Several witnesses corroborated Stedman's account of harassment. Michael Johnson testified that "it was pretty well known that . . . Stedman would relay anything that was going on [to Stillman]." (ECF No. 43-3 at 7.) Coworker John Norton testified that Stedman was taunted at the Street Department and that his nickname at the Street Department was "Tits," which was used pretty consistently. (ECF No. 43-4 at 11-12.) Norton also stated that he witnessed about four other Department employees juggle Stedman's breasts. (ECF No. 43-4 at 12.) Jerry Hoopingarner testified that other employees, including De La Rosa, called Stedman "Titty Boy all the time." (ECF No. 43-2 at 16.)
Another aspect of the allegedly harassing conduct took the form of comments to and the playing of songs for Stedman that suggested he and Stillman were in a romantic relationship. Stedman was asked, "Is your boyfriend back?" in reference to Stillman, and at least two witnesses testified that songs such as "My Boyfriend's Back," "Only the Lonely," and "Crybaby" were played to harass Stedman; the song playing occurred around the same time that Stillman was off work following an injury, after his return to work in April 2016, and again when his employment was terminated. (ECF No. 43-2 at 16; ECF No. 43-6 at 8.) Other songs were played to harass Stedman. (ECF No. 43-2 at 17.) Stedman stated that Paul Stone would play sexual songs and Ray Hollingsworth would sing "Your boyfriend's back" to Stedman. (ECF No. 25-1 at 10.) Scott Eisman testified that if Bryan Driskill and Russel Pruden did not like someone, they would make that person's "life a living hell" and refuse to fix his equipment. (ECF No. 43-6 at 9.)
In February 2015, because of complaints about harassment in the Street Department, Jama DeBow, the City's Human Resources Director, interviewed numerous Street Department employees about the alleged harassment. (ECF 25-3 at 3-4.) Among the employees she spoke with, Stillman was "the common denominator" for complaints. (ECF No. 25-3 at 5.) DeBow recommended to the City Attorney that Stillman's employment be terminated. (ECF No. 25-3 at 8.) In late 2015 through early 2016, Stillman was off work because of a knee injury. (ECF No. 25-5 at 7.)
In April 2016, before Stillman returned to work, twenty-seven employees in the Street Department signed a petition complaining of harassment by Stillman over ten years and asking for his termination or transfer out of the Department. (ECF No. 25-4.) The City Legal Department interviewed the complaining employees and informed Miller that he should suspend Stillman with pay until a final decision had been made. (ECF No. 25-3 at 6-7; ECF 25-2 at 6.) A few weeks later, the Legal Department recommended that Stillman be terminated, and Miller terminated Stillman's employment. (ECF No. 25-2 at 6 ).
Shortly thereafter, Stedman resigned effective May 31, 2016. (ECF No. 25-1 at 3, 22.) He alleges that after Stillman's termination, Pruden threatened him, "you're next," and Stedman reported this to Miller who assured Stedman that Pruden had no authority to fire him. (ECF No. 25-1 at 20-21). Pruden was not a supervisor, foreman, or otherwise authorized to terminate Stedman's employment. (ECF No. 25-1 at 21.) According to Stedman, once Stillman was put on leave prior to his termination, the verbal harassment of Stedman eased up and he was instead given the silent treatment. (ECF No. 25-1 at 18.) Stedman could not recall any acts of harassment or abuse of Stedman after Stillman's employment was terminated. (ECF No. 25-1 at 19.) Nonetheless, Stedman had concluded that he would not be left alone, and he was taking anxiety medication because of the harassment and bullying at work. (ECF No. 43-9 at 1.) So he decided to resign.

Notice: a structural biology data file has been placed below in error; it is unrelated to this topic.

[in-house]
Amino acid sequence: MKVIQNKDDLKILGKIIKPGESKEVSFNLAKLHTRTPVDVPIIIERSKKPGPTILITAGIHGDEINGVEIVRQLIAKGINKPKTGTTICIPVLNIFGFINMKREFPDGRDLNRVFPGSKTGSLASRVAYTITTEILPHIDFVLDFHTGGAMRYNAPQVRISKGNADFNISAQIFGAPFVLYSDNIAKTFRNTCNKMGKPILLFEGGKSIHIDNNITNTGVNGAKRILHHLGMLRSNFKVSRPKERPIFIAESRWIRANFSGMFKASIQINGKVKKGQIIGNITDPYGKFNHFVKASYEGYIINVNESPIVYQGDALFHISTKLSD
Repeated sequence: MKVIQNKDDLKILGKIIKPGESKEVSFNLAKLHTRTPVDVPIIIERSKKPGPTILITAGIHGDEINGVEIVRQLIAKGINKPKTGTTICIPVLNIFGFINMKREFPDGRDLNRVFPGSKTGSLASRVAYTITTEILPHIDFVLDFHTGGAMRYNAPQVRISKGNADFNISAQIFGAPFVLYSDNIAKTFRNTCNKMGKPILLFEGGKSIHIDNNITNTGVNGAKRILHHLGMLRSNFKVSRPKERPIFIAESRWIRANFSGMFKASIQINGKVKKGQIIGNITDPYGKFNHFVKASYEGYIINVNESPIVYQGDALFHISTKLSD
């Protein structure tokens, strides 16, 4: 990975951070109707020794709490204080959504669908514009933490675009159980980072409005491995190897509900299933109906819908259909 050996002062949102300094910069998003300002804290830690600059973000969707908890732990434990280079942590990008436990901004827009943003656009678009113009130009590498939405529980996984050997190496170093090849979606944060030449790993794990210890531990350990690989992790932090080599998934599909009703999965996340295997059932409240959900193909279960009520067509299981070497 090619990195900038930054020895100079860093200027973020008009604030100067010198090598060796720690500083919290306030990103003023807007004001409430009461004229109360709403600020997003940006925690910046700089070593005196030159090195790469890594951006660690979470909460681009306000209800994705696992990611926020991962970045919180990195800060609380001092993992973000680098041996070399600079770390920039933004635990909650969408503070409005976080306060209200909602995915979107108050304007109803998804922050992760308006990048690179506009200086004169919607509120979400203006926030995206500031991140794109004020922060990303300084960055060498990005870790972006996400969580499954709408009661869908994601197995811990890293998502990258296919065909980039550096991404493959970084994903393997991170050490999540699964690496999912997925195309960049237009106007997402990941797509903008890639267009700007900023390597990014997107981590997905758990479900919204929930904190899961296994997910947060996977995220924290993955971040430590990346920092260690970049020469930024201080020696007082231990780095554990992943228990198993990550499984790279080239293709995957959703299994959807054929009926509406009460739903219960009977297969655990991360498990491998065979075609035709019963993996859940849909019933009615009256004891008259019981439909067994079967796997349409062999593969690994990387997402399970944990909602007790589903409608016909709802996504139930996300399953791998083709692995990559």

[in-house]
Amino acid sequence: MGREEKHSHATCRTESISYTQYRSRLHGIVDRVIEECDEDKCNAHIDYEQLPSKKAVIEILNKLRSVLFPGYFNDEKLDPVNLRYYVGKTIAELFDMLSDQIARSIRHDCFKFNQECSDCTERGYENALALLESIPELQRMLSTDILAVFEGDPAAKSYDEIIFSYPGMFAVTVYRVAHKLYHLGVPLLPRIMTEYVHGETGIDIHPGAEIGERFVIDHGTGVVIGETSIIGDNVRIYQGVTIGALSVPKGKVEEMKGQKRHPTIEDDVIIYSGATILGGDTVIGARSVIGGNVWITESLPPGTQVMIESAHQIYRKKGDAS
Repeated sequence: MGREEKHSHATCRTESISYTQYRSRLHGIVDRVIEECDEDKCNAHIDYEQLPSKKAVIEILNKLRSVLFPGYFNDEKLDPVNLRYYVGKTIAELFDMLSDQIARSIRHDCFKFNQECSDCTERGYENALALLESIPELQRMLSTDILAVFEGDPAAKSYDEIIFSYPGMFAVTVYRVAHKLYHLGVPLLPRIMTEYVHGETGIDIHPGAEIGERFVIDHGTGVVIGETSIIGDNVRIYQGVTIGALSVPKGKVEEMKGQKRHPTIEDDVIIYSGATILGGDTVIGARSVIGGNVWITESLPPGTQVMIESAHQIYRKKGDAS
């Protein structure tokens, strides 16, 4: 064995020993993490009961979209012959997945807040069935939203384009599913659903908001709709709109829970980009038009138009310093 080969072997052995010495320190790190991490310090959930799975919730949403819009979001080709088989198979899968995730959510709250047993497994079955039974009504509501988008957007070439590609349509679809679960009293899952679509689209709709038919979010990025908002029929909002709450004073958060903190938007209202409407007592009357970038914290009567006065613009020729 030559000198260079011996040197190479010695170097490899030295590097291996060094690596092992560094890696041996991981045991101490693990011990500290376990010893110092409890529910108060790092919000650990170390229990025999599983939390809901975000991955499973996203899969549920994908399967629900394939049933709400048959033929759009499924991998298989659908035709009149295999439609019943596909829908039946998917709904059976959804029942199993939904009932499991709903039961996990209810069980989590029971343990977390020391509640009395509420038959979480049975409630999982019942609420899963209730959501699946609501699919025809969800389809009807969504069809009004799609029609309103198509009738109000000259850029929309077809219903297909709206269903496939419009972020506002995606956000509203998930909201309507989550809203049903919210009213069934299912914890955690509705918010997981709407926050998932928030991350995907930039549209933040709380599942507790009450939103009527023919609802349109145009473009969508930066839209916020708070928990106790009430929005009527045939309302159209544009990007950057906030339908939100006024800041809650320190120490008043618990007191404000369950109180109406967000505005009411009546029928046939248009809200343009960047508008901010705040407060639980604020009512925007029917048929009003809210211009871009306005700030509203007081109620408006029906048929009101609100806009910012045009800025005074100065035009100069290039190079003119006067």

Stedman was never threatened with termination by anyone with authority to fire him. (ECF No. 25-1 at 17-18.) Stedman was never suspended. (ECF No. 25-1 at 17.) Neither his pay nor his hours were changed; however, Stedman had requested the day off for his birthday, but a secretary pulled out his request from the schedule because she did not like him. (ECF No. 25-1 at 17-18, 22-23.)
Stedman explained that he was "forced" to retire because he knew he "was going to have to carry around a recorder every day that [he went] in and face these people that were bad." (ECF No. 25-1 at 18.) When Stedman had complained to Miller that people were teasing Stedman, Miller told Stedman that it might be because of his association with Stillman, and because "just about everybody at one time or another had a problem with" Stillman. (ECF No. 25-2 at 5.) Miller recommended that Stedman wear a tape recorder at work in order to obtain proof of alleged harassment. (ECF No. 43-10 at 11.) Stedman also said that his decision to retire was due in part to his "just holding a grudge and staying mad at times" and that "[m]aybe I shouldn't have done that. I'm just the guy that don't like to be messed with. I was trying to do my job and go home." (ECF No. 25-1 at 13.)
In August 2017, Stedman filed his Complaint, alleging retaliatory discrimination in violation of the Americans with Disabilities Act ("ADA"), sexual harassment in violation of Title VII of the Civil Rights Act of 1964, and a state-law claim for negligent supervision. The City has moved for summary judgment on all claims.
"A district court properly grants summary judgment where there is no genuine dispute as to any material fact and the moving party is entitled to judgment as a matter of law." Giles v. Godinez, 914 F.3d 1040, 1048 (7th Cir. 2019). A court must draw all reasonable inferences in favor of the non-movant. Anderson v. Liberty Lobby, Inc., 477 U.S. 242, 255 (1986).